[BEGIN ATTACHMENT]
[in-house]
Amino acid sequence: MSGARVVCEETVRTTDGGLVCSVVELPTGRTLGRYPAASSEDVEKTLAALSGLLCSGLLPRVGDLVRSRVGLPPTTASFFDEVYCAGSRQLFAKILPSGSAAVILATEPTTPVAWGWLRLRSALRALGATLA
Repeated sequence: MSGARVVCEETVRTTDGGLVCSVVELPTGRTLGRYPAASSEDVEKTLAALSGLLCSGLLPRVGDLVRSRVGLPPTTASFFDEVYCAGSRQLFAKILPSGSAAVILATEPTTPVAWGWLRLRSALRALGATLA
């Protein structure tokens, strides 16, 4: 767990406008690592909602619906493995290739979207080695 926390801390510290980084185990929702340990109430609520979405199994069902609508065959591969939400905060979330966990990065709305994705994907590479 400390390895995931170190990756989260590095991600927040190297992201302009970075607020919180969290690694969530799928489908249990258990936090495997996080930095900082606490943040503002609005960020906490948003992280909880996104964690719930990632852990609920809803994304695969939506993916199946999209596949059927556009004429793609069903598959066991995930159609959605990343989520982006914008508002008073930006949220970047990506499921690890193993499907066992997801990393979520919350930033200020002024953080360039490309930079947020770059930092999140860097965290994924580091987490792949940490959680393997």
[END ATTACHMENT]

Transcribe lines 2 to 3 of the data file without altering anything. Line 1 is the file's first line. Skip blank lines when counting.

Amino acid sequence: MSGARVVCEETVRTTDGGLVCSVVELPTGRTLGRYPAASSEDVEKTLAALSGLLCSGLLPRVGDLVRSRVGLPPTTASFFDEVYCAGSRQLFAKILPSGSAAVILATEPTTPVAWGWLRLRSALRALGATLA
Repeated sequence: MSGARVVCEETVRTTDGGLVCSVVELPTGRTLGRYPAASSEDVEKTLAALSGLLCSGLLPRVGDLVRSRVGLPPTTASFFDEVYCAGSRQLFAKILPSGSAAVILATEPTTPVAWGWLRLRSALRALGATLA